Flattening Panel w/ Router Jig? - Router Forums
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post #1 of 34 (permalink) Old 07-23-2012, 08:53 PM Thread Starter
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Default Flattening Panel w/ Router Jig?

Hi All - I'm new to this forum but a member of Woodnet Forums for 8 yrs, so not a 'new' woodworker, but one that has been retired for a year and wanting to do more w/ wood and as easily & efficiently as possible.

Glued-up panels - just a pain for me to flatten! (like the smileys here, BTW).

What are my current options: 1) Jointer (Yorkcraft 6"); 2) Makita 12" thickness planer; 3) Belt sanders (several of various sizes); and 4) Planes up to a jointer size (not very good but improving in this area). Thus, I can 'flatten' my glue-ups but takes TIME!

SO (and I did a search to try to find an answer to my question), what are the options for a versatile router jig to handle this issue; and what might be the best router bit to achieve this purpose? I own a number of routers that can handle 1/2" bits.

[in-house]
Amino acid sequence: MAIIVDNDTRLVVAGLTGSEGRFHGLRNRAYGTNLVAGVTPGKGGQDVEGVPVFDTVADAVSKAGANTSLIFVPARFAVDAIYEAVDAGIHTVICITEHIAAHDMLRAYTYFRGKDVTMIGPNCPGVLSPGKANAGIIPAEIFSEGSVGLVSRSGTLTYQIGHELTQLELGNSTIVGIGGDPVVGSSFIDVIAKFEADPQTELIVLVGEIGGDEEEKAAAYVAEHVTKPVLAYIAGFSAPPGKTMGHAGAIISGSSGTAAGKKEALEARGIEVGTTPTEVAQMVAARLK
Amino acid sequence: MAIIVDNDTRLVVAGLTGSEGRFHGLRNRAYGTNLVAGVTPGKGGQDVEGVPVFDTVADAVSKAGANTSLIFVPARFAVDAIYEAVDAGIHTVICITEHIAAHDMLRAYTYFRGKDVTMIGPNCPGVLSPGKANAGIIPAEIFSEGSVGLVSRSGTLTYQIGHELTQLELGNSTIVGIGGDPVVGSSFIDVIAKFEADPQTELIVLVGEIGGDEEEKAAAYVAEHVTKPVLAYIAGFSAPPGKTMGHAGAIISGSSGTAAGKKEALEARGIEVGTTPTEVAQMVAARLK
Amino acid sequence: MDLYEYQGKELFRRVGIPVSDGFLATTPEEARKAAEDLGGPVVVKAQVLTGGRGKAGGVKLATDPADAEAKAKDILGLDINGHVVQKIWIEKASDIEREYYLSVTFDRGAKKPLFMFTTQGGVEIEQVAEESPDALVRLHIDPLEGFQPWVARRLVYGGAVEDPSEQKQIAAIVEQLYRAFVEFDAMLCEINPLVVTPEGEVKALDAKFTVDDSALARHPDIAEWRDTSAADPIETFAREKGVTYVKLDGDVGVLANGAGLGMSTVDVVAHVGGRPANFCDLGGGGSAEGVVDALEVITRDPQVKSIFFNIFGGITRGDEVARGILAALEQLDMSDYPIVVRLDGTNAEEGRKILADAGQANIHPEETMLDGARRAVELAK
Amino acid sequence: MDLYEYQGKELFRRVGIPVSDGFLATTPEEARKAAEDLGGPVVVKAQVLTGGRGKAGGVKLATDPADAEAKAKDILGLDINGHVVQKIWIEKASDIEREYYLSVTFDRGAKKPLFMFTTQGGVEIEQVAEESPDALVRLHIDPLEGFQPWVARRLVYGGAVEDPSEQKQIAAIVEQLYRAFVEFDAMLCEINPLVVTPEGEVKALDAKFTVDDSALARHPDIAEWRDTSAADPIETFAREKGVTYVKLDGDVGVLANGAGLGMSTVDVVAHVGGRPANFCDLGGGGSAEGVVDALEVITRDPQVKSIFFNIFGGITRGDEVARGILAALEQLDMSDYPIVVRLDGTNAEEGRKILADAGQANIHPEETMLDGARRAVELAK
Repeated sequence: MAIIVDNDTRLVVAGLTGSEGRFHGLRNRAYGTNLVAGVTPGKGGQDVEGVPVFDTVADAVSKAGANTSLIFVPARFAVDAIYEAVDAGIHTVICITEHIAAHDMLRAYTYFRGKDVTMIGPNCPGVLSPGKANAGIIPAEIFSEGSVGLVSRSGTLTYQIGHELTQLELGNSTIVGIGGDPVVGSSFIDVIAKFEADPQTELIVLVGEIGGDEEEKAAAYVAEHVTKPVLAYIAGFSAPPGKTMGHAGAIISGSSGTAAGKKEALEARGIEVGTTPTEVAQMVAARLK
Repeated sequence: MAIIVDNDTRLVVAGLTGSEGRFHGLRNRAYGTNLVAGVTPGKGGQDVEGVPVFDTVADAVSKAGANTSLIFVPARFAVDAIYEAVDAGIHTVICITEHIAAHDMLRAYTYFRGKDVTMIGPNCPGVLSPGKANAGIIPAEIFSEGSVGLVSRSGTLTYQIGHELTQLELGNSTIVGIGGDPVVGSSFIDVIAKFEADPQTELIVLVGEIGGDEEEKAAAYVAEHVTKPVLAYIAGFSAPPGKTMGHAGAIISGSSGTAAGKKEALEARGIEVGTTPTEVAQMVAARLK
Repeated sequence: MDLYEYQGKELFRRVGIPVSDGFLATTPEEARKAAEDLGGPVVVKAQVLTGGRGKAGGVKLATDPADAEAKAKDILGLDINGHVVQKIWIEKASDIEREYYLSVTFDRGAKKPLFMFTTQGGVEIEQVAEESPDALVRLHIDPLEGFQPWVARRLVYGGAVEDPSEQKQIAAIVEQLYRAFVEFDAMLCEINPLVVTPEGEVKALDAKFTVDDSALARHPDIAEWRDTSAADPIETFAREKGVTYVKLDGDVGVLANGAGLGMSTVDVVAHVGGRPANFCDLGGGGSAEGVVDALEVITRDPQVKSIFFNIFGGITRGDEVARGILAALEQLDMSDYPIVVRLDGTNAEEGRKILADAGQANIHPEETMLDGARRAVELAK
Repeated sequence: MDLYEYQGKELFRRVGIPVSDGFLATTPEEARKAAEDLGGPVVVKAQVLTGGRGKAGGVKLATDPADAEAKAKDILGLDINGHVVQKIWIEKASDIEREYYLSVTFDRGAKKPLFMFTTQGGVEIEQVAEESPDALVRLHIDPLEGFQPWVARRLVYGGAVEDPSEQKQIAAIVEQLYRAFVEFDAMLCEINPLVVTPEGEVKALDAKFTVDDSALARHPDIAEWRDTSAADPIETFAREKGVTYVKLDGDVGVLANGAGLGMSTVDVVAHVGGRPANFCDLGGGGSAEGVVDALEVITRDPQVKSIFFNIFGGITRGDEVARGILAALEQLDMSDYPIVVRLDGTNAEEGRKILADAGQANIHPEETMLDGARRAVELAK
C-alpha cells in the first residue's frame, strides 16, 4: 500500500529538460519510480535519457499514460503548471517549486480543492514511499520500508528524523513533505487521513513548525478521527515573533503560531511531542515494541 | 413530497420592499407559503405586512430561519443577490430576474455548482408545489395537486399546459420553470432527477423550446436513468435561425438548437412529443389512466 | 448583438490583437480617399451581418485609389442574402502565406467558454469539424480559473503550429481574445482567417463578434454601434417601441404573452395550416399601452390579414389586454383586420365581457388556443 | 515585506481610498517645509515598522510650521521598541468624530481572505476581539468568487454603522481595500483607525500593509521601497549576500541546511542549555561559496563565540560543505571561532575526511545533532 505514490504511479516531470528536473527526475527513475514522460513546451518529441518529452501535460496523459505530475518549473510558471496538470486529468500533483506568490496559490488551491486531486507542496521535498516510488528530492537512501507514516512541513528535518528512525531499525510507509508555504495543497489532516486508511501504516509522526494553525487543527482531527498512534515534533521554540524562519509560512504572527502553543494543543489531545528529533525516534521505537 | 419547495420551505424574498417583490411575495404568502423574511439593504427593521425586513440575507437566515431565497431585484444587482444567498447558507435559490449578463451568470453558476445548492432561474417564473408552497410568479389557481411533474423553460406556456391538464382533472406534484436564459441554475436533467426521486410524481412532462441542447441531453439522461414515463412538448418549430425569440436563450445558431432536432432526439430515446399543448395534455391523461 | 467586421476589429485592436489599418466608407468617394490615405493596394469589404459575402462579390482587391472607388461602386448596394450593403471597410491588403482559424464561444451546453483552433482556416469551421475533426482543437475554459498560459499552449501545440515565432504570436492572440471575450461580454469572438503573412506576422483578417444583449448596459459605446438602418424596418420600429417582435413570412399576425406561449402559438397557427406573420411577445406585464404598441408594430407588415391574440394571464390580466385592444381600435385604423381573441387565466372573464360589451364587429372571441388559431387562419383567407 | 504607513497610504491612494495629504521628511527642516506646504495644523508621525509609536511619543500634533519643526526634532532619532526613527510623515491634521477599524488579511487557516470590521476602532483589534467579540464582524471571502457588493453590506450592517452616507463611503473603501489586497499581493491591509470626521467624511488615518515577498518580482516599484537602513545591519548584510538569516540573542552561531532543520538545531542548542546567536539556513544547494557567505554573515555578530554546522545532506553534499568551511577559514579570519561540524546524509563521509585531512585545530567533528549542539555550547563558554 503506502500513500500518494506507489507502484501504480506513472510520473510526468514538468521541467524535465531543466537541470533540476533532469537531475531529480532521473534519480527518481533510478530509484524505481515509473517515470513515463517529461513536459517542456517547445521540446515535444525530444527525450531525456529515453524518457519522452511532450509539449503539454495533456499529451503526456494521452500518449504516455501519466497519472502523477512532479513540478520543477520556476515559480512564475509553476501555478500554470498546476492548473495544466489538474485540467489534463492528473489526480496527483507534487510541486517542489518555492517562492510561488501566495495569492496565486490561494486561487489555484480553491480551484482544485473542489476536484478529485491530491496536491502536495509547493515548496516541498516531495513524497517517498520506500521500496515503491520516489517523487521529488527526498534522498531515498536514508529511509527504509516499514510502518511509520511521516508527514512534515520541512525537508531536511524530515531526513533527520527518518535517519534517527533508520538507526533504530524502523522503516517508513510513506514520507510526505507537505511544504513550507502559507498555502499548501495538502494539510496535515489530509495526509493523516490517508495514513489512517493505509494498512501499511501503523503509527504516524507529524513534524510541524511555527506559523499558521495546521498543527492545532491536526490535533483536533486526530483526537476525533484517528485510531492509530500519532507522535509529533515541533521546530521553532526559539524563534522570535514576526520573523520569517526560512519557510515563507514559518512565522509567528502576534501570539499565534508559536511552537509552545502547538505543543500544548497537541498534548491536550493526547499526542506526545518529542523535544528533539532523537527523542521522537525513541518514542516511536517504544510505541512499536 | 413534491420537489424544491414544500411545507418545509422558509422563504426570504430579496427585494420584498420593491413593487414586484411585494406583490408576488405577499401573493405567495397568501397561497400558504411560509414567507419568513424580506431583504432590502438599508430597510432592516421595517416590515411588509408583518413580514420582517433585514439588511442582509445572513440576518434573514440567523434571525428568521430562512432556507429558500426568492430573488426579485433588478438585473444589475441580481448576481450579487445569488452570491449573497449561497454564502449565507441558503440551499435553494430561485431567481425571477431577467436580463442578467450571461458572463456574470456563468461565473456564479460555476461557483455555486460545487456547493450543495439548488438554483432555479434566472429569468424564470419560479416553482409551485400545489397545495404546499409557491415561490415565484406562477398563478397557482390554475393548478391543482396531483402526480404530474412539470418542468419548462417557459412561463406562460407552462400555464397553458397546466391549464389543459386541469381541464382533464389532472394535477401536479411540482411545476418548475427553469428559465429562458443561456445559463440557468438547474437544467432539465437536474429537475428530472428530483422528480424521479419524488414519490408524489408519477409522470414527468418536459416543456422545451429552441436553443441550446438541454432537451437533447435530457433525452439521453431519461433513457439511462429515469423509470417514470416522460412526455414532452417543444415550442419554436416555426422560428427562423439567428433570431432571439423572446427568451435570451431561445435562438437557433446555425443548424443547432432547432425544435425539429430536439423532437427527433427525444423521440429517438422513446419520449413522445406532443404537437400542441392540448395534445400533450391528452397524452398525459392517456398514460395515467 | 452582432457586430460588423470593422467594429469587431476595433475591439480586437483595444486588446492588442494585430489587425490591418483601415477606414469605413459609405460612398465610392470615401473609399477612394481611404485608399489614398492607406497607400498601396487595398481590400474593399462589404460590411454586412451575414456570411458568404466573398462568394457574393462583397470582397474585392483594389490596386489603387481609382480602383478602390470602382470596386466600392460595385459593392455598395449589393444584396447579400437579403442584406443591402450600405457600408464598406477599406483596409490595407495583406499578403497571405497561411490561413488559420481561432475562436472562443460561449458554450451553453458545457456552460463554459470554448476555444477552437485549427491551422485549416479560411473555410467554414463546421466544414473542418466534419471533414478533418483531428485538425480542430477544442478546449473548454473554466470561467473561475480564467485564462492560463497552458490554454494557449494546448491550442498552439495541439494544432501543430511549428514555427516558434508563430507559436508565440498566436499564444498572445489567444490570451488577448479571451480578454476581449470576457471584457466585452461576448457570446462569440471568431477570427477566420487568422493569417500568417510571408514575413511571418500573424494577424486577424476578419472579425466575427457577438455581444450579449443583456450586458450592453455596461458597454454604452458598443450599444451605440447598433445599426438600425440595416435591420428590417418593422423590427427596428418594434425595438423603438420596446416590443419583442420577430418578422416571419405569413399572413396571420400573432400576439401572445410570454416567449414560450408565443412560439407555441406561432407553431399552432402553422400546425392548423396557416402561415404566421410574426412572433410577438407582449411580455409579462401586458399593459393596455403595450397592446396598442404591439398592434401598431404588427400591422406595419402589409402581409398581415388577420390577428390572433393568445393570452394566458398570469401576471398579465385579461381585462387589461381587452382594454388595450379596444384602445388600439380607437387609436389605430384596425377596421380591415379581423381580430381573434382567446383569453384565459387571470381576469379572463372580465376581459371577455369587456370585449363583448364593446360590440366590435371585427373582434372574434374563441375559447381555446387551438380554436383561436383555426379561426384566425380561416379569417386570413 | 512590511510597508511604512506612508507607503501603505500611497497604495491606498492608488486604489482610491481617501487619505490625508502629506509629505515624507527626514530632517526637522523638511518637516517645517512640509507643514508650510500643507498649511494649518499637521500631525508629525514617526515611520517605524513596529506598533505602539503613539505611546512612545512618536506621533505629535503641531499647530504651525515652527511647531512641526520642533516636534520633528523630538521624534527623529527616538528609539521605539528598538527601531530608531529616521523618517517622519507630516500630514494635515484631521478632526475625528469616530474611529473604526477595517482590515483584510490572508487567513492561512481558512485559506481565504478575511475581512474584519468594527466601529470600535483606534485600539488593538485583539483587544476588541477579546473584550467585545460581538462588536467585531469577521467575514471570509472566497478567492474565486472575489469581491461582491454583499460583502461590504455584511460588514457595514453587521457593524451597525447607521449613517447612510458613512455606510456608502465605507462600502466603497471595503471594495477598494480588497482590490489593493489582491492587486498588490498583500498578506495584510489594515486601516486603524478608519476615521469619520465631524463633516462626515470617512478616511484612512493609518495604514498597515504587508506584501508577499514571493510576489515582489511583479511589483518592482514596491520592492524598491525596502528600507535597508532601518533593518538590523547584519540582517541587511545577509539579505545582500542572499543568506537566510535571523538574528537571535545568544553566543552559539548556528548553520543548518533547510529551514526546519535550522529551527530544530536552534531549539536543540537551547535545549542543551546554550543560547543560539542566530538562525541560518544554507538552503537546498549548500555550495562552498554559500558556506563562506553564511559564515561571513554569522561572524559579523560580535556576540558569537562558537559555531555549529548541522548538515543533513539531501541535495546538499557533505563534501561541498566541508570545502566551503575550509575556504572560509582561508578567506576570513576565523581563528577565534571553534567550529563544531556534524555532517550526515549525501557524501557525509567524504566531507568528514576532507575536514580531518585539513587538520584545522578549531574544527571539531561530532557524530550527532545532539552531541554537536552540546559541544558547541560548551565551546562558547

SORRY, if my search did not 'turn up' an obvious answer, but still interested in YET another option to flattening these panels; plan to start making MORE! Thanks - Dave
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post #2 of 34 (permalink) Old 07-23-2012, 09:17 PM
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Hi Dave.

What are the dimensions for the panels? that has a big influence on the best method to use.

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post #3 of 34 (permalink) Old 07-23-2012, 09:39 PM Thread Starter
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Hi Dave.
What are the dimensions for the panels? that has a big influence on the best method to use.